A tool for exploring texts on non-word basis.
Or in the words of the project:
ProseVis is a visualization tool developed as part of a use case supported by the Andrew W. Mellon Foundation through a grant titled “SEASR Services,” in which we seek to identify other features than the “word” to analyze texts. These features comprise sound including parts-of-speech, accent, phoneme, stress, tone, break index.
ProseVis allows a reader to map the features extracted from OpenMary (http://mary.dfki.de/) Text-to-speech System and predictive classification data to the “original” text. We developed this project with the ultimate goal of facilitating a reader’s ability to analyze and disseminate the results in human readable form. Research has shown that mapping the data to the text in its original form allows for the kind of human reading that literary scholars engage: words in the context of phrases, sentences, lines, stanzas, and paragraphs (Clement 2008). Recreating the context of the page not only allows for the simultaneous consideration of multiple representations of knowledge or readings (since every reader’s perspective on the context will be different) but it also allows for a more transparent view of the underlying data. If a human can see the data (the syllables, the sounds, the parts-of-speech) within the context in which they are used to reading, with the data mapped back onto the full text, then the reader is empowered within this familiar context to read what might otherwise be an unfamiliar representation tabular representation of the text. For these reasons, we developed ProseVis as a reader interface to allow scholars to work with the data in a language or context in which we are used to saying things about the world.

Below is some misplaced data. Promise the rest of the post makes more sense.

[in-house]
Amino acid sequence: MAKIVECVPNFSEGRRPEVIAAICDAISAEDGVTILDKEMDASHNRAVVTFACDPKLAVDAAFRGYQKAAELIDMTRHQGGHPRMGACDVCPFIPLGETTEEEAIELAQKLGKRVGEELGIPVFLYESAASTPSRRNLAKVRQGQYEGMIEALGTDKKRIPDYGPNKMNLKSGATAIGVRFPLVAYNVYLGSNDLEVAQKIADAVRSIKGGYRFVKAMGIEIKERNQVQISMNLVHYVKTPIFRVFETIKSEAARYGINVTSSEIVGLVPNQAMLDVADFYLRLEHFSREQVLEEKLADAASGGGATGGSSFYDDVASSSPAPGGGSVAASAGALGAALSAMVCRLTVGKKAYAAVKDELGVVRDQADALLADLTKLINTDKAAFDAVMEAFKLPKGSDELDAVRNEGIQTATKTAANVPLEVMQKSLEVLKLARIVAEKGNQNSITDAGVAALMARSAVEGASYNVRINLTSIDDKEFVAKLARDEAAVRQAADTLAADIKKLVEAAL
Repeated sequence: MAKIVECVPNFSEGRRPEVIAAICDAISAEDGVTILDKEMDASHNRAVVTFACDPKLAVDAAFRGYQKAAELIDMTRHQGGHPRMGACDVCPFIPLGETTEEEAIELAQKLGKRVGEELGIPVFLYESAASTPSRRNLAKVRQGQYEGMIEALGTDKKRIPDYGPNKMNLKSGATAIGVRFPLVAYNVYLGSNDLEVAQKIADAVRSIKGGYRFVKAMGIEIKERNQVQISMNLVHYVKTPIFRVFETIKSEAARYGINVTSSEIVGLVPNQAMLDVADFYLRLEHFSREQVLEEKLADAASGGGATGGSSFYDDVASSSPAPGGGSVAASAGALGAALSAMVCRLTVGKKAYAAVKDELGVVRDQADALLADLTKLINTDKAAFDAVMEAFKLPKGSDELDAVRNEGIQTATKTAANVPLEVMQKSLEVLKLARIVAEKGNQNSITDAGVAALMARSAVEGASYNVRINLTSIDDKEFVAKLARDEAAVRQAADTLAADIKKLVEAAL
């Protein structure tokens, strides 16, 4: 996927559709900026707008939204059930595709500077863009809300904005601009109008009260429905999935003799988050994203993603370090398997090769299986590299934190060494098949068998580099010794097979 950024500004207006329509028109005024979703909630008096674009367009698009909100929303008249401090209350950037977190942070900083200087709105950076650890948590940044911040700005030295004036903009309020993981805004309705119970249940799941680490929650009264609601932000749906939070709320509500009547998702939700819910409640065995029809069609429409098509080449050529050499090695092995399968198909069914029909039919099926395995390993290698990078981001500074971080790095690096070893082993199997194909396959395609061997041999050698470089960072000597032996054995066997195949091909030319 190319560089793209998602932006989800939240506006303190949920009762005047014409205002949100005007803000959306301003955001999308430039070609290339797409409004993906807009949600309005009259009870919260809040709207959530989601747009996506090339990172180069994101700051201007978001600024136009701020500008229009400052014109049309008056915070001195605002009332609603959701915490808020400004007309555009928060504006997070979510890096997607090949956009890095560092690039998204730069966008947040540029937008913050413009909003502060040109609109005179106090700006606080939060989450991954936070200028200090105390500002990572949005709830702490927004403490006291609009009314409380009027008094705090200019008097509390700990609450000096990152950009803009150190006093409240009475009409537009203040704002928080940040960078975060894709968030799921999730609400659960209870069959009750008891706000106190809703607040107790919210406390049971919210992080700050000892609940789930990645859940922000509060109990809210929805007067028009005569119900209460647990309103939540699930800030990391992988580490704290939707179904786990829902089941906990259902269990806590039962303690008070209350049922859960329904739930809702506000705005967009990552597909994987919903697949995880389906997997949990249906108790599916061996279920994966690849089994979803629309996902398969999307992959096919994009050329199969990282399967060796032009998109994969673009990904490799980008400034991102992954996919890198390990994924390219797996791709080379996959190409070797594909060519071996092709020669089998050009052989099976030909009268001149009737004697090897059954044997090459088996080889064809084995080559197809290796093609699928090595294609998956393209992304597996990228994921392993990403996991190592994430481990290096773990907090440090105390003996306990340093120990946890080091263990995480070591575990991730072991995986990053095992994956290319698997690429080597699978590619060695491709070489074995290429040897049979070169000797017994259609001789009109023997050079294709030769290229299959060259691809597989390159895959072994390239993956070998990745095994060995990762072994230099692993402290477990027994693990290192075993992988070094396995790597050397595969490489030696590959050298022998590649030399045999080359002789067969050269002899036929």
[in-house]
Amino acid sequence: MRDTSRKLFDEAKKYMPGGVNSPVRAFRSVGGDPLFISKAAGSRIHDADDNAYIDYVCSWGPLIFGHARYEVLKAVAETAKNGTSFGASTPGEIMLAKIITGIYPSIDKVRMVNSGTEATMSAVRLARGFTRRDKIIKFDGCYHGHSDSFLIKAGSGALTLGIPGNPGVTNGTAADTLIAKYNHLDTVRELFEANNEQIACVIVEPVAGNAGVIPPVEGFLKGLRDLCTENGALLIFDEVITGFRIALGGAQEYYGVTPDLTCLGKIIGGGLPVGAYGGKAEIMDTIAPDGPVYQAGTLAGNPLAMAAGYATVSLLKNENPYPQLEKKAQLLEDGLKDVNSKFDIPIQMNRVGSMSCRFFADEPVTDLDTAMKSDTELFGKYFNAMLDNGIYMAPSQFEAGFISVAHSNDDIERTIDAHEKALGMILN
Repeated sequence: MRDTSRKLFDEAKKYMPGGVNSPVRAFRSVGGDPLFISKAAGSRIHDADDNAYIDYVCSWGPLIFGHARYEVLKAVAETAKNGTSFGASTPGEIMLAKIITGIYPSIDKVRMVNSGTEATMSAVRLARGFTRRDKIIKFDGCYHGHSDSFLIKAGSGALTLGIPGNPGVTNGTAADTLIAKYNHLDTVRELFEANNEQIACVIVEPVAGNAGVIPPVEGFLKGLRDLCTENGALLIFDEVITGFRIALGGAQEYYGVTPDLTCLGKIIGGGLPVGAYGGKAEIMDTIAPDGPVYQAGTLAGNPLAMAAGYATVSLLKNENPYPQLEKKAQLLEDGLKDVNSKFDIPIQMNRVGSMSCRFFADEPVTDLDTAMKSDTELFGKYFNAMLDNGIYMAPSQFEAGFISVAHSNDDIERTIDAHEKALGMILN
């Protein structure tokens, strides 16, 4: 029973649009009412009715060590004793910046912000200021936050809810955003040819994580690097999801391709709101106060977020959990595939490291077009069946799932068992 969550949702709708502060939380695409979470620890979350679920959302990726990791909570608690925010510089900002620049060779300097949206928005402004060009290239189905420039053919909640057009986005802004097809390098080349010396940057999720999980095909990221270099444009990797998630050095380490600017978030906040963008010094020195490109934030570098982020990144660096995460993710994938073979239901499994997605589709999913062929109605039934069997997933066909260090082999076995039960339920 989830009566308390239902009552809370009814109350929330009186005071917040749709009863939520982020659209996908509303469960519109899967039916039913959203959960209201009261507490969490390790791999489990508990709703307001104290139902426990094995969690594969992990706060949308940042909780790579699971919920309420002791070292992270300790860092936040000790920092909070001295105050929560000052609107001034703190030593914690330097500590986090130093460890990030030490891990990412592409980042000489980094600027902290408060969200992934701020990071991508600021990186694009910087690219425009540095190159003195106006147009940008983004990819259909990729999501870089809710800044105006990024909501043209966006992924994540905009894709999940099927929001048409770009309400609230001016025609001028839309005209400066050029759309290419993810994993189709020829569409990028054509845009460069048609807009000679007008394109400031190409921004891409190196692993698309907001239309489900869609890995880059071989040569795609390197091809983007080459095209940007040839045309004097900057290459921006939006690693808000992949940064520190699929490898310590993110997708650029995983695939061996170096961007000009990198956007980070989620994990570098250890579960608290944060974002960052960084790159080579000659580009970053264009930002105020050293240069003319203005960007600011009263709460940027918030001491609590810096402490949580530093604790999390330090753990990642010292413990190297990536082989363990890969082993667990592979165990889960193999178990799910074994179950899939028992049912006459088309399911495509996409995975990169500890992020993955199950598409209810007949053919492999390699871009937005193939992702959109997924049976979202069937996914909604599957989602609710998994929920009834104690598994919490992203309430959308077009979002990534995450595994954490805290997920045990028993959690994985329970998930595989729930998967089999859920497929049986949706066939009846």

Textual analysis tools are “smoking gun” detectors.
CEO is unlikely to make inappropriate comments in a spreadsheet or data feed. Emails on the other hand…
Big or little data, the goal is to have the “right” data.